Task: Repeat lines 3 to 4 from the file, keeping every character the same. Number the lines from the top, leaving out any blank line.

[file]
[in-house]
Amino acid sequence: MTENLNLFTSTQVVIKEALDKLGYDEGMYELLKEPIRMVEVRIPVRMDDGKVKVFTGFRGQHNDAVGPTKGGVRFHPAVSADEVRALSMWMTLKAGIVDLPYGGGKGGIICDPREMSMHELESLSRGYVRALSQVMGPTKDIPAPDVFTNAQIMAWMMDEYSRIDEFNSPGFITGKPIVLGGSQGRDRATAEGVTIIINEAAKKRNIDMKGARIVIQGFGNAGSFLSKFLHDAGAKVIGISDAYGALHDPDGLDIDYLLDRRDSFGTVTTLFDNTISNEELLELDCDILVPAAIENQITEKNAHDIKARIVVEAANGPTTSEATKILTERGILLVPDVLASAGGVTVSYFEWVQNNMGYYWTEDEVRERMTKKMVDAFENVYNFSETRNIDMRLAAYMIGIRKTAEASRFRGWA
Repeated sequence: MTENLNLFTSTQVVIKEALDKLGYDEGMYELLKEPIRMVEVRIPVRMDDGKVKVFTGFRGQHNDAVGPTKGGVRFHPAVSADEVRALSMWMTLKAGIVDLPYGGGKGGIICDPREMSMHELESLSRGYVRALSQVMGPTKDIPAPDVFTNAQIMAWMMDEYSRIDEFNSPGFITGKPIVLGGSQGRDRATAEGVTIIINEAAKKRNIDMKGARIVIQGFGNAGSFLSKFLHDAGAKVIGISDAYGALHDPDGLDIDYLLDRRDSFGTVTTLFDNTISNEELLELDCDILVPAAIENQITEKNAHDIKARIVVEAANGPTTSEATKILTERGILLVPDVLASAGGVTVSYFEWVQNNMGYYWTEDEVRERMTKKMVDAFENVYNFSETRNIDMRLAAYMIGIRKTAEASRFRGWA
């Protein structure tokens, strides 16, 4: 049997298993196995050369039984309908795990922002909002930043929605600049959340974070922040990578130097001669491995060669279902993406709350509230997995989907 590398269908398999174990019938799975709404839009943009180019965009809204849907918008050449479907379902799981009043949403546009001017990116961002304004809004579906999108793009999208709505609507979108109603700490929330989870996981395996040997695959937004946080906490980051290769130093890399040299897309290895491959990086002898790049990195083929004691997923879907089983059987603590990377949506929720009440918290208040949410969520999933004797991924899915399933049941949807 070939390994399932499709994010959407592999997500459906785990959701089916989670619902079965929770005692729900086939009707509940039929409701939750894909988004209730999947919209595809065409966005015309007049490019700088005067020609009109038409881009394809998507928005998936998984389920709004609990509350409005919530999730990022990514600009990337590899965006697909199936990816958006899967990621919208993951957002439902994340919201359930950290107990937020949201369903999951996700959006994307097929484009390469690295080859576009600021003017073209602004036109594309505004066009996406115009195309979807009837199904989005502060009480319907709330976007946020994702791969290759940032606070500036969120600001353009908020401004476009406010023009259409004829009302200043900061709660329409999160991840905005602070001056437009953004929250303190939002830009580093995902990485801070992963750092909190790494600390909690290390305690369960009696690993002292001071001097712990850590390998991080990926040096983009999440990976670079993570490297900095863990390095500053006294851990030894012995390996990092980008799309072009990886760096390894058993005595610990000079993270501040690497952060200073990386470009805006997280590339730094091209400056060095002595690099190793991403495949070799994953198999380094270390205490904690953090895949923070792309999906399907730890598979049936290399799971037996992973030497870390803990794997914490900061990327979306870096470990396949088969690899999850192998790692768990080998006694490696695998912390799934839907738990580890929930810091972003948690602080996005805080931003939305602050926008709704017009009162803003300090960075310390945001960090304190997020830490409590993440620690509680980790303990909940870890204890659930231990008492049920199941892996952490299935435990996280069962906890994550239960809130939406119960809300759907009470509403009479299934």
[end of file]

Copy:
Repeated sequence: MTENLNLFTSTQVVIKEALDKLGYDEGMYELLKEPIRMVEVRIPVRMDDGKVKVFTGFRGQHNDAVGPTKGGVRFHPAVSADEVRALSMWMTLKAGIVDLPYGGGKGGIICDPREMSMHELESLSRGYVRALSQVMGPTKDIPAPDVFTNAQIMAWMMDEYSRIDEFNSPGFITGKPIVLGGSQGRDRATAEGVTIIINEAAKKRNIDMKGARIVIQGFGNAGSFLSKFLHDAGAKVIGISDAYGALHDPDGLDIDYLLDRRDSFGTVTTLFDNTISNEELLELDCDILVPAAIENQITEKNAHDIKARIVVEAANGPTTSEATKILTERGILLVPDVLASAGGVTVSYFEWVQNNMGYYWTEDEVRERMTKKMVDAFENVYNFSETRNIDMRLAAYMIGIRKTAEASRFRGWA
């Protein structure tokens, strides 16, 4: 049997298993196995050369039984309908795990922002909002930043929605600049959340974070922040990578130097001669491995060669279902993406709350509230997995989907 590398269908398999174990019938799975709404839009943009180019965009809204849907918008050449479907379902799981009043949403546009001017990116961002304004809004579906999108793009999208709505609507979108109603700490929330989870996981395996040997695959937004946080906490980051290769130093890399040299897309290895491959990086002898790049990195083929004691997923879907089983059987603590990377949506929720009440918290208040949410969520999933004797991924899915399933049941949807 070939390994399932499709994010959407592999997500459906785990959701089916989670619902079965929770005692729900086939009707509940039929409701939750894909988004209730999947919209595809065409966005015309007049490019700088005067020609009109038409881009394809998507928005998936998984389920709004609990509350409005919530999730990022990514600009990337590899965006697909199936990816958006899967990621919208993951957002439902994340919201359930950290107990937020949201369903999951996700959006994307097929484009390469690295080859576009600021003017073209602004036109594309505004066009996406115009195309979807009837199904989005502060009480319907709330976007946020994702791969290759940032606070500036969120600001353009908020401004476009406010023009259409004829009302200043900061709660329409999160991840905005602070001056437009953004929250303190939002830009580093995902990485801070992963750092909190790494600390909690290390305690369960009696690993002292001071001097712990850590390998991080990926040096983009999440990976670079993570490297900095863990390095500053006294851990030894012995390996990092980008799309072009990886760096390894058993005595610990000079993270501040690497952060200073990386470009805006997280590339730094091209400056060095002595690099190793991403495949070799994953198999380094270390205490904690953090895949923070792309999906399907730890598979049936290399799971037996992973030497870390803990794997914490900061990327979306870096470990396949088969690899999850192998790692768990080998006694490696695998912390799934839907738990580890929930810091972003948690602080996005805080931003939305602050926008709704017009009162803003300090960075310390945001960090304190997020830490409590993440620690509680980790303990909940870890204890659930231990008492049920199941892996952490299935435990996280069962906890994550239960809130939406119960809300759907009470509403009479299934």